To the Senate of the United States:
I transmit herewith, for the advice and consent of the Senate to ratification, the Basel Convention on the Control of Transboundary Movements of Hazardous Wastes and Their Disposal, with Annexes, done at Basel on March 22, 1989. The report of the Department of State is enclosed for the information of the Senate.
The Convention, which was negotiated under the auspices of the United Nations Environment Program with the active participation of the United States, makes environmentally sound management the prerequisite to any transboundary movement of wastes. To that end, it bars transboundary movements unless every country involved has consented. Even when consent is obtained, shipments must be prohibited when either the country from which the wastes are exported or the country in which the wastes will be disposed have reason to believe that the shipment will not be handled in an environmentally sound manner. The Convention also provides for the environmentally sound management of wastes that are illegally transported.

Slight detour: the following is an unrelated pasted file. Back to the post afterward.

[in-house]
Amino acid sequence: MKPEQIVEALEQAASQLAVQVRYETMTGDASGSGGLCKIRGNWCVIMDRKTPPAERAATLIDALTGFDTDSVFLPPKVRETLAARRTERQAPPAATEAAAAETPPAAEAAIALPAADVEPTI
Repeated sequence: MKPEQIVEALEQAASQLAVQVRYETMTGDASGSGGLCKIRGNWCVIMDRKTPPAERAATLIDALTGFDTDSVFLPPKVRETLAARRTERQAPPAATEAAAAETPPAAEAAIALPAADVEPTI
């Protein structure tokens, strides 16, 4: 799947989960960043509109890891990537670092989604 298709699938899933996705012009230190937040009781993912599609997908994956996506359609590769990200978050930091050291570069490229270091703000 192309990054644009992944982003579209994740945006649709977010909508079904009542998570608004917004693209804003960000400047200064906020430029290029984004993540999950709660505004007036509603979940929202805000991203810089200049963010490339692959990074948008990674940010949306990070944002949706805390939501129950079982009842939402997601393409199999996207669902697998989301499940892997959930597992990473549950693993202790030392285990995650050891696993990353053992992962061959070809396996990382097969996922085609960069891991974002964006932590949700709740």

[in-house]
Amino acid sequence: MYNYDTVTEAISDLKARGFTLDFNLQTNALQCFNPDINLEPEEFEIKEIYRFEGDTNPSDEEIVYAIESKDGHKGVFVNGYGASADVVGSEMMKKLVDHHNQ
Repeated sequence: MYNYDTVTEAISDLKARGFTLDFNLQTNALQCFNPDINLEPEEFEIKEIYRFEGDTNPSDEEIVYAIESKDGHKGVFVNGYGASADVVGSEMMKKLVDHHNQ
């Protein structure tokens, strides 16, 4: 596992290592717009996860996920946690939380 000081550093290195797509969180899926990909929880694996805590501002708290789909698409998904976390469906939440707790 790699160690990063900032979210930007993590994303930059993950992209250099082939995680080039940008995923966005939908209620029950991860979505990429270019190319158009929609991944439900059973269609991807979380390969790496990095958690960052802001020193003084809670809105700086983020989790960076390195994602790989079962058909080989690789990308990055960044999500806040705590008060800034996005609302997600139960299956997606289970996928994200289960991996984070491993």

Upon receiving the unanimous recommendation of interested agencies, I personally authorized signature of the Convention by the United States last March. The notice-and-consent regime it establishes advances environmental goals that the United States has long held. We were one of the first nations to enact legislation prohibiting exports of hazardous wastes without the consent of the importing country. In March 1989, as negotiations of this Convention were concluding, I announced that the Administration planned to seek statutory authority to ban exports of hazardous wastes except pursuant to a bilateral agreement providing for the environmentally sound management of the wastes. We now have such agreements with Canada and Mexico. Proposed legislation supported by the Administration has recently been transmitted to the Congress.
I recommend that the Senate give early and favorable consideration to the Convention and its advice and consent to ratification.
The White House,
May 17, 1991.
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